We live in extraordinary markets. Time for a quarterly look back at my portfolio.
What’s been going on?
In the last three months:
- Theresa May has finally thrown in the towel. Her replacement, either BoJo or Mr Hunt the Culture Minister, will take over on 22 July, barring upset. This follows a European parliamentary election, in which nothing very surprising occurred.
- Huawei has been in the news a lot. As has Mr Trump.
- The conservatives won an Australian election, against the odds.
- Neil Woodford, a person in the UK, suffered a run from depositors.
June saw some of the most benign market movements I can remember. I don’t have a clear sense of why. Here’s the outcome for the month:
Taking a slightly longer view than one month, one of the most notable features of Q2 was the fall in the pound from $1.31 to $1.26, on the back of UK political nonsense. Equities rose in April, fell in May, and more than recovered in June; FTSE moved in Q2 from about 7279 to 7426, and S&P 500 from about 2830 to about 2930. Bonds rose much more smoothly, up over 2%.
The June market movement, weighted for my target allocation, was up 4.0% (with FX pretty much flat). My portfolio rose by almost exactly this.
What’s extraordinary about this year so far is that markets, as a whole (as weighted by my allocation), have risen over 15%. In six months. These returns are pretty extraordinary. But you wouldn’t catch it in the mainstream media, what with the Woodford/etc woes to read about instead.
Q2 saw me both recover my investment portfolio to roughly the level I started at before blowing a large chunk of it on my Dream Home, and also finally officially Double my portfolio (ignoring additions/withdrawals) since the start of my monthly tracking on 1 Jan 2013. Happy days.
I finished Q1 hoarding cash, waiting for the new tax year. I was underweight equities, most notably the USA.
In Q2 I deployed most of my hoarded cash. Nonetheless, I have found myself, for most of Q2, slightly underweight the USA. I have been slowly deploying dividends/excess cash into the US markets but haven’t managed to close this gap.
Other key metrics
As to expenses, and taxes….
At some point in Q2 I updated my expenses calculations from scratch. I can’t remember what difference this made, but it suggests my overall expenses are now only 43bps (versus 55bps reported in Q1). I don’t think this drop is completely accurate; I think my Q1 figure was overstated, but some of this drop is real – based on exiting some expensive holdings and deploying incremental funds into low cost places. Whatever the actual number, as before, my expenses are significantly inflated by my stubborn loyalty to a private bank.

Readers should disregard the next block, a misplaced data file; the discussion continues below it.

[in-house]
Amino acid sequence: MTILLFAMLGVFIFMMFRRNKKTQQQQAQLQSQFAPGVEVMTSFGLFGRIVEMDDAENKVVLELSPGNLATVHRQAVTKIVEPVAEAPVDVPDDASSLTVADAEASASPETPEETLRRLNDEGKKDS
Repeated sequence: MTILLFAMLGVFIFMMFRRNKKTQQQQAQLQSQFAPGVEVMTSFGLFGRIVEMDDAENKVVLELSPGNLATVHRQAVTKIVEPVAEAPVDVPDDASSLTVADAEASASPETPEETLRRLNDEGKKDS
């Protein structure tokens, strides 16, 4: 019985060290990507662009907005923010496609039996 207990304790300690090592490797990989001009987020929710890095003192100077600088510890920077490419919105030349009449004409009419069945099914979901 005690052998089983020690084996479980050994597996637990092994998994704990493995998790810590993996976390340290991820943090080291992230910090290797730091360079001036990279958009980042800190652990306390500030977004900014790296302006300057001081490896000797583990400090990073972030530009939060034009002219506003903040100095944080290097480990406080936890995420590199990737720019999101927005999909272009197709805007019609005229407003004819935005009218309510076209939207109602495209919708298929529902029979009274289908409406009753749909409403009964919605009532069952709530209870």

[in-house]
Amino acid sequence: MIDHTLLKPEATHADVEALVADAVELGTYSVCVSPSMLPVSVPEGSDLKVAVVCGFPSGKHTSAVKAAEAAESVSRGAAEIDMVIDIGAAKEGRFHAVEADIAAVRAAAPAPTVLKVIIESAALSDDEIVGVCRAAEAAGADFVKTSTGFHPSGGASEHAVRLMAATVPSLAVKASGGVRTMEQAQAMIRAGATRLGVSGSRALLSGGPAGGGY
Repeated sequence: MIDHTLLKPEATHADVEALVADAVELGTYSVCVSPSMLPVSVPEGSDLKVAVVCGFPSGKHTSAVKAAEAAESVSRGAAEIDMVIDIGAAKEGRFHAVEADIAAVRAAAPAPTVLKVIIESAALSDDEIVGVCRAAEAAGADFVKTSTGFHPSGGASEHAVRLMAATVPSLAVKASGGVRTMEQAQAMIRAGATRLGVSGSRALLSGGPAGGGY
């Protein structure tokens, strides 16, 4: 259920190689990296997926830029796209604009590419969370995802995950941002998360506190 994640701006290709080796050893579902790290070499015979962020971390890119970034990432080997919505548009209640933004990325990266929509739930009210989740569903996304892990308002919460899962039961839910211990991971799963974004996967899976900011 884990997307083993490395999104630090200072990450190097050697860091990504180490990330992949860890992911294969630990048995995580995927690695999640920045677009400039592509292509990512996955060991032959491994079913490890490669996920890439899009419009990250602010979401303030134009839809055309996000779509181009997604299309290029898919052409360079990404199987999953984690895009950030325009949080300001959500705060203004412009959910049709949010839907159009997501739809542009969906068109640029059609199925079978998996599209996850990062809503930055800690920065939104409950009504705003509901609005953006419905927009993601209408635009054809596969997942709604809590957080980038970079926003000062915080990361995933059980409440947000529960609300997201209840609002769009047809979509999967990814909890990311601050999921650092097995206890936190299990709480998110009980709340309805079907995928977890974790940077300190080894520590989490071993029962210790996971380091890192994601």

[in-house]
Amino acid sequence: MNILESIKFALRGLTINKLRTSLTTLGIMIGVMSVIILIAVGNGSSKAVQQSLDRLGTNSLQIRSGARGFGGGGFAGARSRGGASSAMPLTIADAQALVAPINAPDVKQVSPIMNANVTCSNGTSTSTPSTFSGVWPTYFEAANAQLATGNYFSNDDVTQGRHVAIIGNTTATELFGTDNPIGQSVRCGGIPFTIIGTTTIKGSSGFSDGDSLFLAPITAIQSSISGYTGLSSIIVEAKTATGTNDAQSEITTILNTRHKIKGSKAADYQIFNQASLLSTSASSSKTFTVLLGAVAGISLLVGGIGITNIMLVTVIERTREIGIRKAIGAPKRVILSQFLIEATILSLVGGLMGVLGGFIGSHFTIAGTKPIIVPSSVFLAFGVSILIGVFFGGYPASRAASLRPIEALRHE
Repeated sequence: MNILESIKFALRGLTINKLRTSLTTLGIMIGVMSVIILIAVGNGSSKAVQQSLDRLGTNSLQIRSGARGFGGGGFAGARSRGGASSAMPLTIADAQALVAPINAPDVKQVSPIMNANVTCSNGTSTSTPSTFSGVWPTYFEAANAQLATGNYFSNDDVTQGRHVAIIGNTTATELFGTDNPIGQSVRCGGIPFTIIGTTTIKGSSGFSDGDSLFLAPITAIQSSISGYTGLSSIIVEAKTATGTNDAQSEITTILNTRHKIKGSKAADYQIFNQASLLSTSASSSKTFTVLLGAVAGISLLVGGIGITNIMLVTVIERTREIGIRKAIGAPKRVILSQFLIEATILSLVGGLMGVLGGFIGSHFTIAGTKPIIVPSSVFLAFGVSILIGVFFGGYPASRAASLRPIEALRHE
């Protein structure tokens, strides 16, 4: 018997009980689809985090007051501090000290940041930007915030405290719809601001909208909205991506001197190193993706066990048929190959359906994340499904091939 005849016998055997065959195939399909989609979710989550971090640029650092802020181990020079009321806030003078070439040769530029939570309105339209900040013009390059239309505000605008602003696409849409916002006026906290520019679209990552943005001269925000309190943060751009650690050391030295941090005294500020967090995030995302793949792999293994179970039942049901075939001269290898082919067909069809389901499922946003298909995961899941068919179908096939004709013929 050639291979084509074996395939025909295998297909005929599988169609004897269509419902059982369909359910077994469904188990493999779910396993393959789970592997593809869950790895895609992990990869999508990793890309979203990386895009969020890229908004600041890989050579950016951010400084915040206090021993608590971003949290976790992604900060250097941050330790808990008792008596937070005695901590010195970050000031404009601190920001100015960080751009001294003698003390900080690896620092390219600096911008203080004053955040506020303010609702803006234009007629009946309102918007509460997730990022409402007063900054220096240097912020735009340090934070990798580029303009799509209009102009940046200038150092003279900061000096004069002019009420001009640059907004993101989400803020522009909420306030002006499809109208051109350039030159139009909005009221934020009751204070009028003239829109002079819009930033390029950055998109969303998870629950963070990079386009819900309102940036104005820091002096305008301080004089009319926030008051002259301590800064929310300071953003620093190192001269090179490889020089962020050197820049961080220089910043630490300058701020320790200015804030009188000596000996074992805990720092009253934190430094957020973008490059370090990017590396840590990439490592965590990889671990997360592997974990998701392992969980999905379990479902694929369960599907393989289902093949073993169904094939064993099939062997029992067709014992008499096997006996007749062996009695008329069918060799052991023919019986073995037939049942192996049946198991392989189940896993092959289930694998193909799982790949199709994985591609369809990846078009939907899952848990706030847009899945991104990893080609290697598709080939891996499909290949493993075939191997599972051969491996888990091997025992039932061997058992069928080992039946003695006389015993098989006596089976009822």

My effective tax rate has dropped very slightly to 29.1% (from 29.2%). Though, at the start of Q2, I moved £40k into my and Mrs FvL’s tax-free ISAs, this hasn’t made much difference to the blended total.
I am hearing numerous rumours that the Labour party is planning a one-off, short-sharp-shock wealth tax if it gets to power – along the lines of 15%-20% of wealth above a (not yet determined) wealth threshold, overnight. While I would find such a policy pretty shocking, it would, if only applied to my liquid portfolio, wind my personal clock back by less than 12 months. Food for thought.
4 thoughts on “June 2019/Q2 review”
Brightened up my Monday morning that day, listen to:
This explains why I’ve been getting such good returns, even with barely anything invested. I’m just gutted I don’t have more invested to benefit from it even more 🙂 I almost want there to be a recession at this point, the earlier the better for me. Or maybe the bull run will go on forever?? Haha.
It’s going to be quite depressing hitting all of my early financial goals then seeing them all get wiped out after a massive correction.
What are your thoughts on why this extraordinariness is happening? We’re meant to be in turmoil, right?
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“Neil Woodford, a person in the UK”: I think he can now be safely promoted from “person” to “silly ass”.
In the great scale of things he is as nothing to the affairs of Deutsche Bank, though.
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